By Brandon Combs
Senate Bill 71, a budget trailer bill, is possibly the single greatest threat to government accountability in California today. In it are amendments to the California Public Records Act (CPRA) that would make it exceedingly difficult, if not impossible, to find out if our government is functioning in accordance with the law. That's why we're asking you to help us urge Governor Brown to veto the SB 71 CPRA amendments by sending a message through the Firearms Policy Coalition form today.
The Calguns Foundation has long been interested in public records and transparency dating back to our founding. We and our members know all too well how secrecy in government creates opportunities for law-abiding people to be treated unfairly.
For example, our Carry License Sunshine and Compliance Initiative is one major program of ours that's had a positive effect for the people of California. In 2011, we discovered through public records requests that San Francisco's then-Sheriff Michael Hennessey not only ignored a longstanding state law that required him to have and publish a handgun carry license policy, but issued a license to his own lawyer while denying every other request for years. CGF subsequently forced the sheriff to adopt a carry license policy -- a first for his department.
CGF PR in re SF policy: http://www.
In 1986, the California Supreme Court issued a major public records decision (CBS, Inc. v. Block) on the very same handgun carry license records and agency policies that we are addressing today in our Carry License Sunshine and Compliance Initiative. Former Chief Justice Rose Bird wrote in the decision that "[d]isclosure statutes such as the PRA and the federal Freedom of Information Act were passed to ensure public access to vital information about the government's conduct of its business. If the press and the public are precluded from learning the names of concealed weapons' licensees and the reasons claimed in support of the licenses, there will be no method by which the public can ascertain whether the law is being properly applied or carried out in an evenhanded manner."
The records we gather through Public Records Act requests enable us to objectively evaluate how each agency is operating and determine when, how, and sometimes why they treat similarly-situated Californians differently.
Our Sunshine Initiative is very dependent on our ability to utilize and enforce the California Public Records Act and the constitutional right of access to public records. In October of 2010 we had to sue Ventura County and then-Sheriff Bob Brooks because they unlawfully withheld critical public records from us. Our lawsuit asked the court to compel the county to release the records to us in a timely manner. In July, 2011, the court agreed with us and issued a decisiongranting our request for the records and payment of our attorney's fees.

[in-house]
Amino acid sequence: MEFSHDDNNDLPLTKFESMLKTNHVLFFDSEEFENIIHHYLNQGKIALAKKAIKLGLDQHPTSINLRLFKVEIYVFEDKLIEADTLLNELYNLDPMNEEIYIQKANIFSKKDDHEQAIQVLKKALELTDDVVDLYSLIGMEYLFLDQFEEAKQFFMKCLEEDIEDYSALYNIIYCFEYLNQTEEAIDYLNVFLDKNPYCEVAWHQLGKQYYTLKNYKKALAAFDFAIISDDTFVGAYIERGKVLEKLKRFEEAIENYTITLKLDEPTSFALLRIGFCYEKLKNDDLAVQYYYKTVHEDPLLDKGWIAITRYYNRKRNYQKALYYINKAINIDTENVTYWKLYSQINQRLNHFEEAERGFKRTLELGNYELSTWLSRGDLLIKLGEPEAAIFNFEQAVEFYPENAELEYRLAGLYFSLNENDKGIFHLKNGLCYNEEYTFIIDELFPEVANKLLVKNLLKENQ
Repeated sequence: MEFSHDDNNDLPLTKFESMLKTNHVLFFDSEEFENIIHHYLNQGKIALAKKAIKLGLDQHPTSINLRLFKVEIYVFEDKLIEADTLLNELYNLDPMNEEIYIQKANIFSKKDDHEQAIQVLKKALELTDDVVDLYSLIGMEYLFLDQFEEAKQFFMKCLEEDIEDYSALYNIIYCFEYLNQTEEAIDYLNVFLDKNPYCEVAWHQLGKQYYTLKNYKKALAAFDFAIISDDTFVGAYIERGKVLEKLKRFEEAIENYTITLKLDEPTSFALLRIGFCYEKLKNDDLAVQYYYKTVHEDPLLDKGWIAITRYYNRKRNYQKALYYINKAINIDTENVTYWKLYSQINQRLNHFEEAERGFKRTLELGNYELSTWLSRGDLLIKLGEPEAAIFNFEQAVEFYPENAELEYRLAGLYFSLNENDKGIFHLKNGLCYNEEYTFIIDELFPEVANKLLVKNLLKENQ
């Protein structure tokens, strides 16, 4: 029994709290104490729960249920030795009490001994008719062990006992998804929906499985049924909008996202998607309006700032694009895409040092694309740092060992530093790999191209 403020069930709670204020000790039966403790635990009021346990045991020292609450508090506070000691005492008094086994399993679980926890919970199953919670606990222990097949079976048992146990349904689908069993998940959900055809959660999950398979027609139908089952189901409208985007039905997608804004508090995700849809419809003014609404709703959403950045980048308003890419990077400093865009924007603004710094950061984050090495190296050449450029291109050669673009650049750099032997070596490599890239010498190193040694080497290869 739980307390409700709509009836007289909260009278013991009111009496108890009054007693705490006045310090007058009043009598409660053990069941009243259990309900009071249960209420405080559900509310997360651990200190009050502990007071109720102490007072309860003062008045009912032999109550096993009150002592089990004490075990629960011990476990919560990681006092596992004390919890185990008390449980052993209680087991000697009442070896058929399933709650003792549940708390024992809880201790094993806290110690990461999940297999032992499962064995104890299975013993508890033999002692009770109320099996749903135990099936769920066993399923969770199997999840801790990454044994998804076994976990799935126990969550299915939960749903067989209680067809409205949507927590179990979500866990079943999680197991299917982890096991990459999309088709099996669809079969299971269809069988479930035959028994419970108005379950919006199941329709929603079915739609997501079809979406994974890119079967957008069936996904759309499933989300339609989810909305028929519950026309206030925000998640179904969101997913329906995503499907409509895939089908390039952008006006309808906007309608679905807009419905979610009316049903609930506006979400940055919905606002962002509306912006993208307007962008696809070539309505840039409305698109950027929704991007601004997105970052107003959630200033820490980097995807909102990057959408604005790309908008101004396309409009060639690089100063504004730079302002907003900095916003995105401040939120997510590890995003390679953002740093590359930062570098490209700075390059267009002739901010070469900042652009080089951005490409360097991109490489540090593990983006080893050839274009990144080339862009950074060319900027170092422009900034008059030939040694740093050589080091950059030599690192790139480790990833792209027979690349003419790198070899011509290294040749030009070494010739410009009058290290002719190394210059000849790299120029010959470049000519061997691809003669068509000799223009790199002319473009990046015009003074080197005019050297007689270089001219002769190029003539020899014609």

Based on data gathered through CPRA requests, The Calguns Foundation published the most detailed and comprehensive analysis on California handgun carry license issuance in history. However, the California Legislature's SB 71 CPRA amendments would virtually ensure that our Sunshine Initiative is gutted and that our 2011 report is the last of its kind. If the Legislature wants to promote government corruption, political horse-trading, and disparate treatment of good, law-abiding Californians, their SB 71 CPRA amendments are one sure way to do it. What the Legislature is really saying with the SB 71 CPRA amendments is that they -- and the local governments that support them -- are going to make our holding them accountable as difficult as possible, if not a virtual impossibility in some cases.
Proponents of the SB 71 CPRA amendments claim that transparency costs them too much money -- but how much does government corruption cost? Perhaps they -- and we -- should look to the small city of Bell, California, where a strong and enforceable CPRA was key to exposing the theft of over $6 Million in taxpayer dollars by Bell city officials.
Since we started our Carry License Initiative, CGF has had the great pleasure of supporting and, where possible, collaborating with fantastic open government groups like the First Amendment Coalition and CalAware on matters relating to public records and meetings. We're also proud to be working with Electronic Frontier Foundation on some very exciting efforts we can all agree on. CGF has a new and unique constitutional case on public records and the right of access to them in the pipeline and I'm optimistic that we'll be joined in the lawsuit by open government advocates like First Amendment Coalition and the ACLU.
There's a very special and positive nexus between civil rights groups like ours and advocates for government transparency. I'm very confident that CGF will continue to have an excellent relationship with our friends working on open government and free speech. If individual liberty and accountability in government are to survive, we're all going to have to set minor policy disagreements aside and work cooperatively to ensure that laws such as California's Public Records Act have real teeth.